UN commissioner calls for rights protections in Lao budget allocations

Volker Türk says failure to do so will undermine development, increase inequality in the impoverished nation.
By Joshua Lipes
UN commissioner calls for rights protections in Lao budget allocations Volker Türk, UN High Commissioner for Human Rights HC, left, greets Sonexay Siphandone, Prime Minister of Laos, June 7, 2024 in Vientiane, Laos.

The United Nations High Commissioner for Human Rights Volker Türk on Friday called on the government of Laos to ensure protections for human rights in the country’s budget allocations, saying that failure to do so will undermine development and increase inequality.

Türk made the comments following a brief visit to the Lao capital Vientiane – the first by a U.N. rights czar – where he met with Prime Minister Sonexay Siphandone and other senior officials to discuss the state of human rights in the impoverished nation, which is also this year’s chair of the Association of Southeast Asian Nations, or ASEAN.

Public debt is a “key challenge” facing Laos, he said, but cautioned that debt repayment “should not interfere with States’ human rights obligations to allocate the maximum available resources to the realization of economic and social rights.”

Volker Türk, UN High Commissioner for Human Rights HC, center, speaks June 7, 2024 in Vientiane, Laos. (OHCHR)

“It is against this background that I regret the declining public spending on social services, including social protection, health and education,” he said. 

“Human rights need to be reflected in budget allocations. If a country does not invest sufficiently in education, health, equality and other essentials, this will result in a cascade of problems in society – scuppering development and increasing inequalities.”

Türk applauded the Lao government’s emphasis on developing the country, but urged leaders to integrate human rights to ensure it is sustainable.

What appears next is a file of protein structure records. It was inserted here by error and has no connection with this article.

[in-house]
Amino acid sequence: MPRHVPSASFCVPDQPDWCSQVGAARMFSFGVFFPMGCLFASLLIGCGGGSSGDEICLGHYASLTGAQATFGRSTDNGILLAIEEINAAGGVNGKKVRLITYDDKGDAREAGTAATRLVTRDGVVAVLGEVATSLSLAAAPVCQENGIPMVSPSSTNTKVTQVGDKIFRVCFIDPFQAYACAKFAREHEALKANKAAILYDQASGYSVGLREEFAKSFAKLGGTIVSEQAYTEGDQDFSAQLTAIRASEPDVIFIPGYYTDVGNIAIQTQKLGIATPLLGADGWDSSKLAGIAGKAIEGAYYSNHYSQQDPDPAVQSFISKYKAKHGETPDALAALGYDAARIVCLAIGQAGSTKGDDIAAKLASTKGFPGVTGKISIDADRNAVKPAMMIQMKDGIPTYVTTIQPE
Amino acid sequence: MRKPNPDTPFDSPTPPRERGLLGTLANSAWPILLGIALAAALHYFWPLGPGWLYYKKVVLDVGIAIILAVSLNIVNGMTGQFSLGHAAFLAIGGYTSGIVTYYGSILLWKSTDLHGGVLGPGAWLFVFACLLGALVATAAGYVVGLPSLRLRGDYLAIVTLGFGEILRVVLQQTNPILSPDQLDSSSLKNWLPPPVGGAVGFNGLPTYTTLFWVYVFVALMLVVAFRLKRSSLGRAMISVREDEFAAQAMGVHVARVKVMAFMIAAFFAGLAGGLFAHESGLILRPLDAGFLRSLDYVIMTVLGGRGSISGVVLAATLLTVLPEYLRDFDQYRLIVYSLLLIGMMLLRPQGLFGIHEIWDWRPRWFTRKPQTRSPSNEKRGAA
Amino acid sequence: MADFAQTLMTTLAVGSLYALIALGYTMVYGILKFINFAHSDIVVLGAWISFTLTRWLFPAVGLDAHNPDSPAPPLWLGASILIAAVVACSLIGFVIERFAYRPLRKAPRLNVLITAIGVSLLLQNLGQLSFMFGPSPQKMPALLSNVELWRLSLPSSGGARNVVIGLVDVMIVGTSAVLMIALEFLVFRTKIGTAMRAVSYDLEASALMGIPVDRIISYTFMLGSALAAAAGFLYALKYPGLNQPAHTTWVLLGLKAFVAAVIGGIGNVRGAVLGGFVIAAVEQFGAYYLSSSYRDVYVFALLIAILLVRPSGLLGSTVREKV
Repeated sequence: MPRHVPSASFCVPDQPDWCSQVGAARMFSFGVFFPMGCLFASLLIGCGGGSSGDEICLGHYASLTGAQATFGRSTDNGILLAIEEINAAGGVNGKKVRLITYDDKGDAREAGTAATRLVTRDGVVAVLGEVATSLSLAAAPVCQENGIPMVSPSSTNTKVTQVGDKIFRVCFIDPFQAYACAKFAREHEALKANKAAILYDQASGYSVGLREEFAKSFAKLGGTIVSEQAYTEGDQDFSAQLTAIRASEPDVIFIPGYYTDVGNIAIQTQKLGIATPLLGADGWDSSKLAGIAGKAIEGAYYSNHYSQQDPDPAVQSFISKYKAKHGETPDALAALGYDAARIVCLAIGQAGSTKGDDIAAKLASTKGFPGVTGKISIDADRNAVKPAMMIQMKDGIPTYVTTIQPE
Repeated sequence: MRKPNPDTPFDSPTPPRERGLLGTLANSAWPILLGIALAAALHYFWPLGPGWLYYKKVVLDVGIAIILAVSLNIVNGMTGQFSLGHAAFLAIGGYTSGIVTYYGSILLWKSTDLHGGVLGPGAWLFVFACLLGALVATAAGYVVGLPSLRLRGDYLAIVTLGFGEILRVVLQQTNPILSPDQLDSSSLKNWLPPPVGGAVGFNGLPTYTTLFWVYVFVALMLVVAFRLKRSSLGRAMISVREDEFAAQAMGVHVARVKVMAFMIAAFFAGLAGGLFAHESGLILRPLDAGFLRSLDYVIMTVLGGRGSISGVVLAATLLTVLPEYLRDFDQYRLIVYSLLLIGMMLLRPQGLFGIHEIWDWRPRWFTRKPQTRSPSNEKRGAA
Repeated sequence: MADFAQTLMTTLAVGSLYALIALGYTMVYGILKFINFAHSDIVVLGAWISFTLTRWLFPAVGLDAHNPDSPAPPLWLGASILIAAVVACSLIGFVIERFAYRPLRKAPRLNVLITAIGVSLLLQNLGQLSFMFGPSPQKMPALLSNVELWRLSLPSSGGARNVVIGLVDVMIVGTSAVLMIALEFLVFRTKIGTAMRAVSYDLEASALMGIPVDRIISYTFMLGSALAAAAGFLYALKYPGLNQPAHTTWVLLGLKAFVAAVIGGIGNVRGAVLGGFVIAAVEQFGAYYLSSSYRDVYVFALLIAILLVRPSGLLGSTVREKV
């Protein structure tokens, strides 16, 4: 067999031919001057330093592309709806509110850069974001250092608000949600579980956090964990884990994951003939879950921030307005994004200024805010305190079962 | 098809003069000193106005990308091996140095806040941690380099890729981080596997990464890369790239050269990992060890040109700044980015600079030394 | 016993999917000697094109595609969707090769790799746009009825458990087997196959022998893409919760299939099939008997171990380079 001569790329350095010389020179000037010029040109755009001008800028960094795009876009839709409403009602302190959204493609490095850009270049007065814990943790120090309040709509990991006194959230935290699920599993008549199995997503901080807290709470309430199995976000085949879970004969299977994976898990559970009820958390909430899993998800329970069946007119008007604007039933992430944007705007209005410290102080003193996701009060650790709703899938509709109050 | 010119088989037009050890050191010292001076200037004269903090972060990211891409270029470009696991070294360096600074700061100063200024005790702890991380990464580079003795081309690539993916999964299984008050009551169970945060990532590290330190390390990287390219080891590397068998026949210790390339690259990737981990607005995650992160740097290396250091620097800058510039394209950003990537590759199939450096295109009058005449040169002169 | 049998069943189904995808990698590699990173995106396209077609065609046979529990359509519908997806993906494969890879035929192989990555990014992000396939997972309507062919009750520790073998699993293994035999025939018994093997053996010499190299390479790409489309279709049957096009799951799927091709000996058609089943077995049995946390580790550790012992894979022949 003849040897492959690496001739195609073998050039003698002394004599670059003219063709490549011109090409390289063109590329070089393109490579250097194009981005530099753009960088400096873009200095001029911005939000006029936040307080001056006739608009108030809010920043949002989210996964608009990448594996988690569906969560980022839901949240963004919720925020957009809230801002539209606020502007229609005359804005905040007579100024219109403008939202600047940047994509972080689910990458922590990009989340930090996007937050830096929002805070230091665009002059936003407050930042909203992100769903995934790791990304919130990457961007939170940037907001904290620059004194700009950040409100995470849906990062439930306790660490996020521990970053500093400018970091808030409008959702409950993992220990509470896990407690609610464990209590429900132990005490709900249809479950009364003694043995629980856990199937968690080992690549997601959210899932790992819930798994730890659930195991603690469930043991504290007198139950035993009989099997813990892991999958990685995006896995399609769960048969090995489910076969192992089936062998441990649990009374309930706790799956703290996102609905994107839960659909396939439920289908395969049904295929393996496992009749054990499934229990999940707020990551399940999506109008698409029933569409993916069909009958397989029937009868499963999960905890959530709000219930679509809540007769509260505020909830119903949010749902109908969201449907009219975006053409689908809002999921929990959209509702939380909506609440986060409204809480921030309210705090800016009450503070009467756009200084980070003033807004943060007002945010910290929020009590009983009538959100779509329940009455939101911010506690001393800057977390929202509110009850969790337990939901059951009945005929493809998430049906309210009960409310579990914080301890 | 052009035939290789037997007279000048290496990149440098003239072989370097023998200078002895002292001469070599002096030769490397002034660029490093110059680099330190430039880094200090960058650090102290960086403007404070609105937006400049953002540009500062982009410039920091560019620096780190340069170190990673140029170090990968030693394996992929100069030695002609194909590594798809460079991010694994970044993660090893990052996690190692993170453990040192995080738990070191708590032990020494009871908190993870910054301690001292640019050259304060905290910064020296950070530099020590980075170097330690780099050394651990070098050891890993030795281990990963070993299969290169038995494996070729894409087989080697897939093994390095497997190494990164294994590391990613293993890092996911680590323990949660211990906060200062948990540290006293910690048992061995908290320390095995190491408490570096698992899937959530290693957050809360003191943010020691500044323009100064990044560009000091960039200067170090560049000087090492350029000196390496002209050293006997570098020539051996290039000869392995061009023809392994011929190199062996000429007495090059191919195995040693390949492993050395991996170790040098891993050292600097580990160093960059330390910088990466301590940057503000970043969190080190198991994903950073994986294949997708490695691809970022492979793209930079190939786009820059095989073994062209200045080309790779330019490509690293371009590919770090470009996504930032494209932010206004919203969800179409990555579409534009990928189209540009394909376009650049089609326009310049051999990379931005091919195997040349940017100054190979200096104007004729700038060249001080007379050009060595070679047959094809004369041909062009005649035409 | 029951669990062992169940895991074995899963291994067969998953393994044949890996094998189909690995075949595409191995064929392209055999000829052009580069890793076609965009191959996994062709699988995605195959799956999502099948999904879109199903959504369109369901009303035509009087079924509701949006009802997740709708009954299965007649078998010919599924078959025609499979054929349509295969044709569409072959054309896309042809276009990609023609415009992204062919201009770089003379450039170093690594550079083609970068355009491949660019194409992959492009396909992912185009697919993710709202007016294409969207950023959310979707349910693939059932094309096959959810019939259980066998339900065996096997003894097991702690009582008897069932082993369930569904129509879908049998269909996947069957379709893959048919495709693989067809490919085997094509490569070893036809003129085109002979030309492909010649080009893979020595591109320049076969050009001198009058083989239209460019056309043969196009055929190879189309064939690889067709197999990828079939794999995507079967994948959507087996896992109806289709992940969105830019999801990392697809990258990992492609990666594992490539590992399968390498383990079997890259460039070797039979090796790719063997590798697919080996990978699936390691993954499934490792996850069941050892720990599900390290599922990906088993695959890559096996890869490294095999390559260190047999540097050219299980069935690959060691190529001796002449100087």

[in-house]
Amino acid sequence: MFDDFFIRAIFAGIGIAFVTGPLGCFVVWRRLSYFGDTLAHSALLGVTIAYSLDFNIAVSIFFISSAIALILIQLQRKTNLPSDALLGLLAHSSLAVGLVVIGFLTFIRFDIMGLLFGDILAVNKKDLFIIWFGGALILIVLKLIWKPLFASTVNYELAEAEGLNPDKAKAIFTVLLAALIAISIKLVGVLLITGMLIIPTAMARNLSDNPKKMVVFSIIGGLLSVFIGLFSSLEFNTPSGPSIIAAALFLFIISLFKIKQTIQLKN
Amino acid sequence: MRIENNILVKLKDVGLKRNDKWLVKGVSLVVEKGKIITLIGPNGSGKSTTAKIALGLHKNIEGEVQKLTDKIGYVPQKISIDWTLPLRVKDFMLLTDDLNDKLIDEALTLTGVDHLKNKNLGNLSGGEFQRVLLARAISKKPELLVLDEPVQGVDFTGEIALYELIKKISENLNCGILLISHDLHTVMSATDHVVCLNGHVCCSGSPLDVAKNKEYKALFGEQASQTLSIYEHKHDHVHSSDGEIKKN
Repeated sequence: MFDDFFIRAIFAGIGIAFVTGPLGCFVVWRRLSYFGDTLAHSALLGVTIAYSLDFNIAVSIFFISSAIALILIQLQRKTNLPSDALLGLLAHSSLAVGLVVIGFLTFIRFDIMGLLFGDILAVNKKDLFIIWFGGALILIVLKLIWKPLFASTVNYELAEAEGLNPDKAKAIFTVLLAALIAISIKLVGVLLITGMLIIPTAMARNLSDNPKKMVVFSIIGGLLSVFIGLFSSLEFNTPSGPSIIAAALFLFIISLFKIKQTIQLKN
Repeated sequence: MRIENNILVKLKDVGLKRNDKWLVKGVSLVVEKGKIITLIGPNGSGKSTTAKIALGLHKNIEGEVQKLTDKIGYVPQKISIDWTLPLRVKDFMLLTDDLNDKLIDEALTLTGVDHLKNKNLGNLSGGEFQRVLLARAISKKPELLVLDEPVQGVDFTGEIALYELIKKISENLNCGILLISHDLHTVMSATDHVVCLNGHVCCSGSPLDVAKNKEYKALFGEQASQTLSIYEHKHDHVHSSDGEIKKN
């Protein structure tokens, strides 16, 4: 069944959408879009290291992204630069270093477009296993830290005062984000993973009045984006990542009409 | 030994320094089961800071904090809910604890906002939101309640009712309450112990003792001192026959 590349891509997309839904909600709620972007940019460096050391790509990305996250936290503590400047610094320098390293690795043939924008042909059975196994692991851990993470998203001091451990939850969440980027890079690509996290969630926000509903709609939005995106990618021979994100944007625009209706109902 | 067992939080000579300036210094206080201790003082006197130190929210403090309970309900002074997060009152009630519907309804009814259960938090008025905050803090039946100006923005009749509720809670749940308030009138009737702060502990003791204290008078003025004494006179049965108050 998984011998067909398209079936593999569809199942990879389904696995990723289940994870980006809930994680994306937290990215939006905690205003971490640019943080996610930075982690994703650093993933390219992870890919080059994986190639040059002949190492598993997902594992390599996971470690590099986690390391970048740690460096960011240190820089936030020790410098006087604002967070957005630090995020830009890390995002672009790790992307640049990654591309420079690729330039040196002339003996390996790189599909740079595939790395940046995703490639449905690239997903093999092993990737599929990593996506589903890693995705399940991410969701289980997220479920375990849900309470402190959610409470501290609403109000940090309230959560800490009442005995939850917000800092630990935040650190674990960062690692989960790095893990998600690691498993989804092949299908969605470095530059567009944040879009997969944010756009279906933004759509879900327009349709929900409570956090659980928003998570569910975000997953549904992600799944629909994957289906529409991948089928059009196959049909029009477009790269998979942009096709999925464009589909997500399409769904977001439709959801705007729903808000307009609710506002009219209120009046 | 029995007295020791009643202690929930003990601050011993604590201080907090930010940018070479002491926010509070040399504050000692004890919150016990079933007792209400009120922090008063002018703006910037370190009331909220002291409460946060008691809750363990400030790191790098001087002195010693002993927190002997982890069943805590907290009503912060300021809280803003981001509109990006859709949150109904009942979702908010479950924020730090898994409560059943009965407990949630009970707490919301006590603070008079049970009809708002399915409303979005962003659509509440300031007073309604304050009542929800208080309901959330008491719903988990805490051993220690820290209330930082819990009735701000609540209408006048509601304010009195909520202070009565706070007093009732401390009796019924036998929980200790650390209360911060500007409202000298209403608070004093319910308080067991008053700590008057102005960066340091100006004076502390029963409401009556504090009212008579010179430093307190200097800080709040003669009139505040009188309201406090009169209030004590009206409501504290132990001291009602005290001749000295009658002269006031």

“Human rights are not an à la carte menu to select from,” he said. “Sustainable development is intertwined with economic, social, cultural, civil and political rights, as well as the right to a healthy environment.”

Civil society key to addressing issues

Among the issues he called on Laos to address were child marriage, gender inequality and the impact of infrastructure projects on local communities, adding that the government’s ability to tackles such issues “depends profoundly on the meaningful participation of those most affected, and of civil society in all its diversity.”

Volker Türk, UN High Commissioner for Human Rights HC, left, meets with Saleumxay Kommasith, Minister of Foreign Affairs of Laos, June 7, 2024 in Vientiane, Laos. (OHCHR)

“In the absence of a vibrant civic space, stagnation sets in, and corruption remains hidden,” he said. “Policies to address environmental concerns, development goals, human rights violations resulting from business and land projects – indeed, any issue – are intrinsically weakened.”

To that end, Türk highlighted the need for those who express their views on issues of public interest “to do so without fear.” He said the government must do more to protect those in civil society from intimidation, violence or judicial harassment.

He urged authorities to continue investigations into cases of forced disappearance, including that of Lao rural development expert and activist Sombath Somphone.

Volker Türk, UN High Commissioner for Human Rights HC answers questions from university students and teachers following his lecture at the Faculty of Law and Political Science, National University of Lao PDR, June 7, 2024 in Vientiane, Laos. (OHCHR)

Sombath has not been seen or heard from since he was stopped in his jeep at a police checkpoint outside Vientiane on Dec. 15, 2012, forced into a white truck and driven away. 

The Lao government has remained silent about the fate of the then 60-year-old Sombath, who had challenged massive land deals negotiated by the state that had left thousands of rural Lao villagers homeless with little compensation. 

Among the improvements on human rights Türk observed during his visit were legislative reforms, including a ban on corporal punishment of children, and progress in addressing poverty, which he said had led to improvements in the living conditions of some segments of the population.

Edited by Malcolm Foster.


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